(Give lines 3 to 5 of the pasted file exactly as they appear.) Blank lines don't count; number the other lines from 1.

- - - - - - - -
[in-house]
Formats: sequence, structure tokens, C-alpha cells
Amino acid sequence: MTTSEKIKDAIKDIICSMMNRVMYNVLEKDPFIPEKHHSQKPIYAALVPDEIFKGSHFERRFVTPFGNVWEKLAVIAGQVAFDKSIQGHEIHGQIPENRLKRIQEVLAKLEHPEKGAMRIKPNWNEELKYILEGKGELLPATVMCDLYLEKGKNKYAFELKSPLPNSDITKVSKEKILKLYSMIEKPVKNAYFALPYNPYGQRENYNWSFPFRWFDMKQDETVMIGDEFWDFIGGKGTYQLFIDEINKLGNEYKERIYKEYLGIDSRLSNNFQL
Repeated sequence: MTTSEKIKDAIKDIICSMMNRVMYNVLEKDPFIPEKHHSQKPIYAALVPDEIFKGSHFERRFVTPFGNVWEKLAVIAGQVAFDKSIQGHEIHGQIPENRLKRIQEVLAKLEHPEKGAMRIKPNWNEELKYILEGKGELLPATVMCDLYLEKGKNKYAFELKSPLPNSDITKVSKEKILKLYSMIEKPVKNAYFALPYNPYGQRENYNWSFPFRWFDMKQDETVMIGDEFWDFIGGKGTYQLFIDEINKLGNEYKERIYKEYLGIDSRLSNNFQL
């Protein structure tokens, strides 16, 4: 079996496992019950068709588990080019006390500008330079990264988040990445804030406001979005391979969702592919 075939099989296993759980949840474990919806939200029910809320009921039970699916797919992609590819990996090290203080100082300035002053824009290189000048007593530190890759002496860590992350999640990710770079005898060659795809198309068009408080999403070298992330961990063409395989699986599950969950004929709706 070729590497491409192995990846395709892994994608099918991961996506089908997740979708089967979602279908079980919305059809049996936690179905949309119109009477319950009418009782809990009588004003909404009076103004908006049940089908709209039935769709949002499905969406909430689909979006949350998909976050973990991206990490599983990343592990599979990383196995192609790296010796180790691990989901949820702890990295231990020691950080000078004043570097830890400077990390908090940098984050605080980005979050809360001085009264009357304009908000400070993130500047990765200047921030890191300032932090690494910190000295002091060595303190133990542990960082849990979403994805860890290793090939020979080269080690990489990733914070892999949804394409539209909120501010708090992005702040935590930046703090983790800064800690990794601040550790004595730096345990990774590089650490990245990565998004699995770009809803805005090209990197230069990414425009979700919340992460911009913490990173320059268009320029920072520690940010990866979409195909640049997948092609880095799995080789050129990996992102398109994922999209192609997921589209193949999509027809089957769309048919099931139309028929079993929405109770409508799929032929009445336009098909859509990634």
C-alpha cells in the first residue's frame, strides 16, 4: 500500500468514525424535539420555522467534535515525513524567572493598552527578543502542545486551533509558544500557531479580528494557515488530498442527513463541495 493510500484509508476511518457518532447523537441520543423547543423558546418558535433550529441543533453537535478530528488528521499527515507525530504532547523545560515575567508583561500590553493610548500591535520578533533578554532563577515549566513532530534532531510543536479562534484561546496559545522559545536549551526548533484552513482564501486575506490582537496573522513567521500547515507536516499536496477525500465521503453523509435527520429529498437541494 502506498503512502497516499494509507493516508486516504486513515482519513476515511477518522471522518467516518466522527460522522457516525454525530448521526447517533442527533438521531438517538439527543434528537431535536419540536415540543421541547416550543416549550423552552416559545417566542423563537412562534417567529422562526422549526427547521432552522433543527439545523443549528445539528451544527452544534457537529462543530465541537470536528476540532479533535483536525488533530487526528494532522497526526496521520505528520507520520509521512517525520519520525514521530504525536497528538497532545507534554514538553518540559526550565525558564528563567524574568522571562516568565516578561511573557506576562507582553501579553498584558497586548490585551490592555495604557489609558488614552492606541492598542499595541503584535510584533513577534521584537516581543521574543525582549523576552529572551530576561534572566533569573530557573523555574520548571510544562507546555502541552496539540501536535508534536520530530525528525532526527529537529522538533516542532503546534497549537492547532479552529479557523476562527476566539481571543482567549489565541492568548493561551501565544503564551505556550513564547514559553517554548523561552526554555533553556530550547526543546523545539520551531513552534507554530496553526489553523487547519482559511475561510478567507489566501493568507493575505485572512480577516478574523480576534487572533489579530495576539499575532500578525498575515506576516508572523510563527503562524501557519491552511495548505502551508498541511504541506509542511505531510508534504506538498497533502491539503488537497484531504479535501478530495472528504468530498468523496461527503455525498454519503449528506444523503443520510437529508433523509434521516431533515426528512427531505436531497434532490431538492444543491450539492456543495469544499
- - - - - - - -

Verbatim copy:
Amino acid sequence: MTTSEKIKDAIKDIICSMMNRVMYNVLEKDPFIPEKHHSQKPIYAALVPDEIFKGSHFERRFVTPFGNVWEKLAVIAGQVAFDKSIQGHEIHGQIPENRLKRIQEVLAKLEHPEKGAMRIKPNWNEELKYILEGKGELLPATVMCDLYLEKGKNKYAFELKSPLPNSDITKVSKEKILKLYSMIEKPVKNAYFALPYNPYGQRENYNWSFPFRWFDMKQDETVMIGDEFWDFIGGKGTYQLFIDEINKLGNEYKERIYKEYLGIDSRLSNNFQL
Repeated sequence: MTTSEKIKDAIKDIICSMMNRVMYNVLEKDPFIPEKHHSQKPIYAALVPDEIFKGSHFERRFVTPFGNVWEKLAVIAGQVAFDKSIQGHEIHGQIPENRLKRIQEVLAKLEHPEKGAMRIKPNWNEELKYILEGKGELLPATVMCDLYLEKGKNKYAFELKSPLPNSDITKVSKEKILKLYSMIEKPVKNAYFALPYNPYGQRENYNWSFPFRWFDMKQDETVMIGDEFWDFIGGKGTYQLFIDEINKLGNEYKERIYKEYLGIDSRLSNNFQL
């Protein structure tokens, strides 16, 4: 079996496992019950068709588990080019006390500008330079990264988040990445804030406001979005391979969702592919 075939099989296993759980949840474990919806939200029910809320009921039970699916797919992609590819990996090290203080100082300035002053824009290189000048007593530190890759002496860590992350999640990710770079005898060659795809198309068009408080999403070298992330961990063409395989699986599950969950004929709706 070729590497491409192995990846395709892994994608099918991961996506089908997740979708089967979602279908079980919305059809049996936690179905949309119109009477319950009418009782809990009588004003909404009076103004908006049940089908709209039935769709949002499905969406909430689909979006949350998909976050973990991206990490599983990343592990599979990383196995192609790296010796180790691990989901949820702890990295231990020691950080000078004043570097830890400077990390908090940098984050605080980005979050809360001085009264009357304009908000400070993130500047990765200047921030890191300032932090690494910190000295002091060595303190133990542990960082849990979403994805860890290793090939020979080269080690990489990733914070892999949804394409539209909120501010708090992005702040935590930046703090983790800064800690990794601040550790004595730096345990990774590089650490990245990565998004699995770009809803805005090209990197230069990414425009979700919340992460911009913490990173320059268009320029920072520690940010990866979409195909640049997948092609880095799995080789050129990996992102398109994922999209192609997921589209193949999509027809089957769309048919099931139309028929079993929405109770409508799929032929009445336009098909859509990634």